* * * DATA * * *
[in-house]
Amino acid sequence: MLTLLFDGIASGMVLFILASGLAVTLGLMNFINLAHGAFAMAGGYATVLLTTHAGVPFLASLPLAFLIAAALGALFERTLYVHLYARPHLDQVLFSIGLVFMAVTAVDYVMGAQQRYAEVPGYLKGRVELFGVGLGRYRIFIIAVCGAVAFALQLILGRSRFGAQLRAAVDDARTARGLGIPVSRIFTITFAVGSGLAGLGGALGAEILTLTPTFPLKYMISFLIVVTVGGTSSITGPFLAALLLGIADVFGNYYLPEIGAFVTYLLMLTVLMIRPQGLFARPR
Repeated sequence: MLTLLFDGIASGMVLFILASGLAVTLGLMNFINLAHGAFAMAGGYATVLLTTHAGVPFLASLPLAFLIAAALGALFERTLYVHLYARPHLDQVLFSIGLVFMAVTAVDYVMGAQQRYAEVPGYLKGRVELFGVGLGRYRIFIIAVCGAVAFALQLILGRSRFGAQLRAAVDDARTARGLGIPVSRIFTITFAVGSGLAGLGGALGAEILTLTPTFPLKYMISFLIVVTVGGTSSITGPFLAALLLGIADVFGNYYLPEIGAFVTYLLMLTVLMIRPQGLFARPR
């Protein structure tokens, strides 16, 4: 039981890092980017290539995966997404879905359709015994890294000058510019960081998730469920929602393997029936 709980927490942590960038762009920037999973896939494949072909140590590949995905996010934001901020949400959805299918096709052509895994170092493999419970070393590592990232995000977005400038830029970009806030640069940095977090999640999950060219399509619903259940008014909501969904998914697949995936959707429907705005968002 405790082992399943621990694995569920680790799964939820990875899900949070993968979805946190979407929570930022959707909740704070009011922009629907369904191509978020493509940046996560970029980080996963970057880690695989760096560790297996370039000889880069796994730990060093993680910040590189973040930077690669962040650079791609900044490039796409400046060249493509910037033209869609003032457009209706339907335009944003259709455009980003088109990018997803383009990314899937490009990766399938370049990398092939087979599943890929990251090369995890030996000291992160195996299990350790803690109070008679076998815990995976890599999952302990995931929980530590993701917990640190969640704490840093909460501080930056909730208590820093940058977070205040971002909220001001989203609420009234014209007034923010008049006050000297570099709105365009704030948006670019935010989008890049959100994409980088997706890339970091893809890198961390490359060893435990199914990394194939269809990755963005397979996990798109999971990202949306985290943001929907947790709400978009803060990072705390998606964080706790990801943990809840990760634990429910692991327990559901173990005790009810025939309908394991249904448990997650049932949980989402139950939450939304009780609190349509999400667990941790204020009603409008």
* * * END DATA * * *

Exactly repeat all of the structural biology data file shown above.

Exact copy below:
[in-house]
Amino acid sequence: MLTLLFDGIASGMVLFILASGLAVTLGLMNFINLAHGAFAMAGGYATVLLTTHAGVPFLASLPLAFLIAAALGALFERTLYVHLYARPHLDQVLFSIGLVFMAVTAVDYVMGAQQRYAEVPGYLKGRVELFGVGLGRYRIFIIAVCGAVAFALQLILGRSRFGAQLRAAVDDARTARGLGIPVSRIFTITFAVGSGLAGLGGALGAEILTLTPTFPLKYMISFLIVVTVGGTSSITGPFLAALLLGIADVFGNYYLPEIGAFVTYLLMLTVLMIRPQGLFARPR
Repeated sequence: MLTLLFDGIASGMVLFILASGLAVTLGLMNFINLAHGAFAMAGGYATVLLTTHAGVPFLASLPLAFLIAAALGALFERTLYVHLYARPHLDQVLFSIGLVFMAVTAVDYVMGAQQRYAEVPGYLKGRVELFGVGLGRYRIFIIAVCGAVAFALQLILGRSRFGAQLRAAVDDARTARGLGIPVSRIFTITFAVGSGLAGLGGALGAEILTLTPTFPLKYMISFLIVVTVGGTSSITGPFLAALLLGIADVFGNYYLPEIGAFVTYLLMLTVLMIRPQGLFARPR
């Protein structure tokens, strides 16, 4: 039981890092980017290539995966997404879905359709015994890294000058510019960081998730469920929602393997029936 709980927490942590960038762009920037999973896939494949072909140590590949995905996010934001901020949400959805299918096709052509895994170092493999419970070393590592990232995000977005400038830029970009806030640069940095977090999640999950060219399509619903259940008014909501969904998914697949995936959707429907705005968002 405790082992399943621990694995569920680790799964939820990875899900949070993968979805946190979407929570930022959707909740704070009011922009629907369904191509978020493509940046996560970029980080996963970057880690695989760096560790297996370039000889880069796994730990060093993680910040590189973040930077690669962040650079791609900044490039796409400046060249493509910037033209869609003032457009209706339907335009944003259709455009980003088109990018997803383009990314899937490009990766399938370049990398092939087979599943890929990251090369995890030996000291992160195996299990350790803690109070008679076998815990995976890599999952302990995931929980530590993701917990640190969640704490840093909460501080930056909730208590820093940058977070205040971002909220001001989203609420009234014209007034923010008049006050000297570099709105365009704030948006670019935010989008890049959100994409980088997706890339970091893809890198961390490359060893435990199914990394194939269809990755963005397979996990798109999971990202949306985290943001929907947790709400978009803060990072705390998606964080706790990801943990809840990760634990429910692991327990559901173990005790009810025939309908394991249904448990997650049932949980989402139950939450939304009780609190349509999400667990941790204020009603409008």